The Hibiscus Coast has dozens of community organisations that are struggling while facing unprecedented demand for their services.
Chief executive of Auckland North Community and Development, Yvonne Powley, works with many local organisations, helping them to build resilience.
“Never before in our lifetime have community organisations been needed as much as right now,” she says. “At the same time, many are struggling to survive – uncertain whether they will have enough funding, or volunteers, to continue.”
She says many traditional funding channels are not available, and competition is strong for what remains. The lockdown has had an impact on normal fundraising activities such as Daffodil Day and the funds that flow from charity shops for organisations such as hospice, Red Cross and church groups.
“The Government has released pools of dedicated funding that is definitely worth applying for. And a great service is offered by HuiE Community Aotearoa, which is offering to connect community organisations to grant application writers – this is a wonderful service for the sector right now.”
Research undertaken in July shows that around 60 percent of charities nationally reduced their services during lockdown and 75 percent said they have already experienced reduced funding, or expect less funding in the coming year. Many charities report that funding constraints may only allow them to maintain staff and activity for a few short months.
“Community organisations should plan to have a surplus of 3-6 months in case of a ‘rainy day’ or wind up. Now is that rainy day – don’t be afraid to use this surplus. If you have no surplus and are really struggling with potential or actual debt, start scanning for organisations to collaborate or merge with.”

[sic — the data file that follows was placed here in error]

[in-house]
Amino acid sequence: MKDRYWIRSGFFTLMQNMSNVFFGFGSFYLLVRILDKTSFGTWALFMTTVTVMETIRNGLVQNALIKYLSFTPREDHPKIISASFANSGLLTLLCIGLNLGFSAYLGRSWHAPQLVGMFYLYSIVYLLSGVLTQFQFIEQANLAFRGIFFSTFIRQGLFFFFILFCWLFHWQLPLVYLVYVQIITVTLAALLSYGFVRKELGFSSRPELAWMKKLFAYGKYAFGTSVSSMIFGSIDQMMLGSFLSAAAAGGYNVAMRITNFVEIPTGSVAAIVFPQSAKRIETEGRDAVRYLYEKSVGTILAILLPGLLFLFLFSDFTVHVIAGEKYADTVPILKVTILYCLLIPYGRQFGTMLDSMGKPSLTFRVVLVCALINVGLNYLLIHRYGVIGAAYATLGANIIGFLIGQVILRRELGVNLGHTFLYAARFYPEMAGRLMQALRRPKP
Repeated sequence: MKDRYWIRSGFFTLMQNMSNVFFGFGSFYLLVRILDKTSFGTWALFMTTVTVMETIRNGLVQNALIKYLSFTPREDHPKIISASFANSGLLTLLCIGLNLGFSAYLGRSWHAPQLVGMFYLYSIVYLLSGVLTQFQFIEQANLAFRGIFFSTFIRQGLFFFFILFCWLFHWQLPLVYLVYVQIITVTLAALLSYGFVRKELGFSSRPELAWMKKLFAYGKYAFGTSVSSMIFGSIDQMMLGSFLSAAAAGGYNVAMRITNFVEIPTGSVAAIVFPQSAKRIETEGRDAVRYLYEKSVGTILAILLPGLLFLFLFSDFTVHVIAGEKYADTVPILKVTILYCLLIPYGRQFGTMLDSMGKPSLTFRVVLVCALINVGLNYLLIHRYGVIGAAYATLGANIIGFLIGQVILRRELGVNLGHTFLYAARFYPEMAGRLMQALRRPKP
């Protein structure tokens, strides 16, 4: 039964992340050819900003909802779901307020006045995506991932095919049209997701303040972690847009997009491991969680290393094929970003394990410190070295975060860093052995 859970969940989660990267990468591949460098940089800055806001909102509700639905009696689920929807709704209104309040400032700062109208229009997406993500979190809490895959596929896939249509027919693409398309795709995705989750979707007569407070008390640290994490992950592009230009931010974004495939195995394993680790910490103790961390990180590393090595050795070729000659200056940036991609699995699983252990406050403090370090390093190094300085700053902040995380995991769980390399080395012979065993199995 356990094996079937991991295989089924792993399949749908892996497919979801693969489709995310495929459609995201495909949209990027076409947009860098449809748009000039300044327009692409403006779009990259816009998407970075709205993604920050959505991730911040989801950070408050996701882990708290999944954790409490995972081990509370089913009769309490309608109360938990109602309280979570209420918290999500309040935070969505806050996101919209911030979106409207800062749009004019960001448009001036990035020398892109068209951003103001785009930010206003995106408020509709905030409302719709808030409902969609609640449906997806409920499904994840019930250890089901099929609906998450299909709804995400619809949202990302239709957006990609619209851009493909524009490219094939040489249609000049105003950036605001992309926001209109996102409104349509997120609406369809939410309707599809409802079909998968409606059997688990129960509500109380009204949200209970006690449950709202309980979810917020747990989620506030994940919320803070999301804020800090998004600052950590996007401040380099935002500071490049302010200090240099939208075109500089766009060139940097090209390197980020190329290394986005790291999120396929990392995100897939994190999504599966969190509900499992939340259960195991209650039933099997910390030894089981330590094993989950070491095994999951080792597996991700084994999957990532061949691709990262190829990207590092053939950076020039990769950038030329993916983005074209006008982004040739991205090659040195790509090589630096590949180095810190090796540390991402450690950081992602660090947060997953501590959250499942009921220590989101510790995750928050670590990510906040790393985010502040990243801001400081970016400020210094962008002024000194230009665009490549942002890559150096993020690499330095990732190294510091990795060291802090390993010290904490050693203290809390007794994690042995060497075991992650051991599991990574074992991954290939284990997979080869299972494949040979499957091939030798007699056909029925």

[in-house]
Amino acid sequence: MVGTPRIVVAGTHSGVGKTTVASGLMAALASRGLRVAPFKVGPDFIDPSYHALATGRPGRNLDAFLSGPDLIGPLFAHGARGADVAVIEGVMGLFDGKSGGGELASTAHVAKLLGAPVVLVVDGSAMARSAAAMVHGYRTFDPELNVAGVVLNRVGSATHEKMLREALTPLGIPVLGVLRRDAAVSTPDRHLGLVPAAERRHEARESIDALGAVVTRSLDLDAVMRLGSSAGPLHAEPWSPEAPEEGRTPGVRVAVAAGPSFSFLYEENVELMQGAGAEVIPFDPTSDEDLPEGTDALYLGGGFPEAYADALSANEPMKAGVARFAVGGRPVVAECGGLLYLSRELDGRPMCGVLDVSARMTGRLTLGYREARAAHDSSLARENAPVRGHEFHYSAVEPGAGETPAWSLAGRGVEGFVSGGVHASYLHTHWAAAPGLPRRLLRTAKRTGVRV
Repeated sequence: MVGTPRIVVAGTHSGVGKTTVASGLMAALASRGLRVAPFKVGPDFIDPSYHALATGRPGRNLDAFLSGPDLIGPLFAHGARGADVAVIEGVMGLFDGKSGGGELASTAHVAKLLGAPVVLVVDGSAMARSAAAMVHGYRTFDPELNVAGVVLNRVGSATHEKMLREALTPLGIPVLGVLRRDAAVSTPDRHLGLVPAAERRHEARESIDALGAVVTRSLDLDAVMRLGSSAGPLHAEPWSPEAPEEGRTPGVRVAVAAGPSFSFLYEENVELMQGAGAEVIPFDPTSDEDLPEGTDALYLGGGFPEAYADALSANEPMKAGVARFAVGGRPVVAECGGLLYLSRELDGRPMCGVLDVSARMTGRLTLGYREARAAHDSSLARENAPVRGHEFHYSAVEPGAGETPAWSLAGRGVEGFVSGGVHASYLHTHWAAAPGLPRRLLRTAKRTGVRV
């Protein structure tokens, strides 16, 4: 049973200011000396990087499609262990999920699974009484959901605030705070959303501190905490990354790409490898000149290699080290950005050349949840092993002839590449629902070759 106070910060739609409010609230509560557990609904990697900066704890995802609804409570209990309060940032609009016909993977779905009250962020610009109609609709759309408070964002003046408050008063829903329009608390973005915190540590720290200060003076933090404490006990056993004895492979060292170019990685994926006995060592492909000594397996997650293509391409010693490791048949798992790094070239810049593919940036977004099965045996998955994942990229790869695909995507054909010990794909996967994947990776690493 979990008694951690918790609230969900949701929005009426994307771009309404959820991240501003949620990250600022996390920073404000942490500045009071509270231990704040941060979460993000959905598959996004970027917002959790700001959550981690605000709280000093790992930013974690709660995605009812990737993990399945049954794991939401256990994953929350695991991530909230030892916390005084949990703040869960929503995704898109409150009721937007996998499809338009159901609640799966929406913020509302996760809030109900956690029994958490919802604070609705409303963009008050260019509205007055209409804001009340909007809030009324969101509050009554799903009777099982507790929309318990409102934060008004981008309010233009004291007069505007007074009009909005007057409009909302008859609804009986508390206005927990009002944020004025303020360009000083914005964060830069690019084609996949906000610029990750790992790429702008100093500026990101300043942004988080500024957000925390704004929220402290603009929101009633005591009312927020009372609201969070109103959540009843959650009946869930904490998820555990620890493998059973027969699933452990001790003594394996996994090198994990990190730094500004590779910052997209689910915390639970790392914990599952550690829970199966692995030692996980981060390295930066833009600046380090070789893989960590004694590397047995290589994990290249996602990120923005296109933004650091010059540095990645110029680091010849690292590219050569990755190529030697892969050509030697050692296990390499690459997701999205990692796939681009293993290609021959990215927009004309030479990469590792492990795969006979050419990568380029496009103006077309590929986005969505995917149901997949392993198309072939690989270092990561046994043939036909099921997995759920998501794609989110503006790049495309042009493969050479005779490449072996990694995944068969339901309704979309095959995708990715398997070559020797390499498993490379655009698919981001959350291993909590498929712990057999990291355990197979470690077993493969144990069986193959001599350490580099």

Charities that rely on volunteers note that many are older and cannot assist at this time because of lockdown rules and health concerns.
Despite this, Ms Powley says local groups have risen to the challenge, working at the grassroots with new levels of collaboration to reach out to households impacted by Covid-19 restrictions, including supporting those faced with loss of income.
“The rapid response of community services such as Citizens Advice, counselling, mental health and addiction support, aged care, pregnancy and maternal support, youth services and food rescue included many going online and connecting via phone. Others set up operations that enabled their services to continue contactless or from a safe distance.”
“The first lockdown meant new relationships and networks developed between community groups and with local and central Government agencies – these have continued and Auckland’s move to Level 3 meant they could ramp up those systems.”